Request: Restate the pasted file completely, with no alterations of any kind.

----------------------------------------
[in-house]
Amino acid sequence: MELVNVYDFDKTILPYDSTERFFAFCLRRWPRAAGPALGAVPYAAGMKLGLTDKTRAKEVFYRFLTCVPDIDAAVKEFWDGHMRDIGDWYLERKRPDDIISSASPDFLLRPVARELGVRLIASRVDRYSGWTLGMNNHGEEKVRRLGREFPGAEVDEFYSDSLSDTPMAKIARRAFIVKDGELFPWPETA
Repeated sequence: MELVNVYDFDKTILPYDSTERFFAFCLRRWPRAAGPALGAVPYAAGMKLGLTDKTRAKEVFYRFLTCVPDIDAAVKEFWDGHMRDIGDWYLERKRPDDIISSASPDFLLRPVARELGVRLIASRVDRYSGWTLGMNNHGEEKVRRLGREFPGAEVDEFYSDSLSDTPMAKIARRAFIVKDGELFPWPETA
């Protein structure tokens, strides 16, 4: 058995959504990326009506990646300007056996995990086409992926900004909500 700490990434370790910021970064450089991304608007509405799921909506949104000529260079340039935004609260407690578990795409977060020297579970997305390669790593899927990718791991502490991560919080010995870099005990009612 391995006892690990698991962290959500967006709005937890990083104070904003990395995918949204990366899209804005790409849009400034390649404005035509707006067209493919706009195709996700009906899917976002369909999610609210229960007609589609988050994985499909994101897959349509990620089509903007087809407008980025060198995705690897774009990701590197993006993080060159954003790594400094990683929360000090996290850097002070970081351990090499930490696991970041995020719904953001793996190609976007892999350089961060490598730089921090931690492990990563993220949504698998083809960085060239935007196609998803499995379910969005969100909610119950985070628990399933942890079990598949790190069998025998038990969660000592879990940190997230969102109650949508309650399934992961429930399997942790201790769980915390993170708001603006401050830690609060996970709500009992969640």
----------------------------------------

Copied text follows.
[in-house]
Amino acid sequence: MELVNVYDFDKTILPYDSTERFFAFCLRRWPRAAGPALGAVPYAAGMKLGLTDKTRAKEVFYRFLTCVPDIDAAVKEFWDGHMRDIGDWYLERKRPDDIISSASPDFLLRPVARELGVRLIASRVDRYSGWTLGMNNHGEEKVRRLGREFPGAEVDEFYSDSLSDTPMAKIARRAFIVKDGELFPWPETA
Repeated sequence: MELVNVYDFDKTILPYDSTERFFAFCLRRWPRAAGPALGAVPYAAGMKLGLTDKTRAKEVFYRFLTCVPDIDAAVKEFWDGHMRDIGDWYLERKRPDDIISSASPDFLLRPVARELGVRLIASRVDRYSGWTLGMNNHGEEKVRRLGREFPGAEVDEFYSDSLSDTPMAKIARRAFIVKDGELFPWPETA
């Protein structure tokens, strides 16, 4: 058995959504990326009506990646300007056996995990086409992926900004909500 700490990434370790910021970064450089991304608007509405799921909506949104000529260079340039935004609260407690578990795409977060020297579970997305390669790593899927990718791991502490991560919080010995870099005990009612 391995006892690990698991962290959500967006709005937890990083104070904003990395995918949204990366899209804005790409849009400034390649404005035509707006067209493919706009195709996700009906899917976002369909999610609210229960007609589609988050994985499909994101897959349509990620089509903007087809407008980025060198995705690897774009990701590197993006993080060159954003790594400094990683929360000090996290850097002070970081351990090499930490696991970041995020719904953001793996190609976007892999350089961060490598730089921090931690492990990563993220949504698998083809960085060239935007196609998803499995379910969005969100909610119950985070628990399933942890079990598949790190069998025998038990969660000592879990940190997230969102109650949508309650399934992961429930399997942790201790769980915390993170708001603006401050830690609060996970709500009992969640």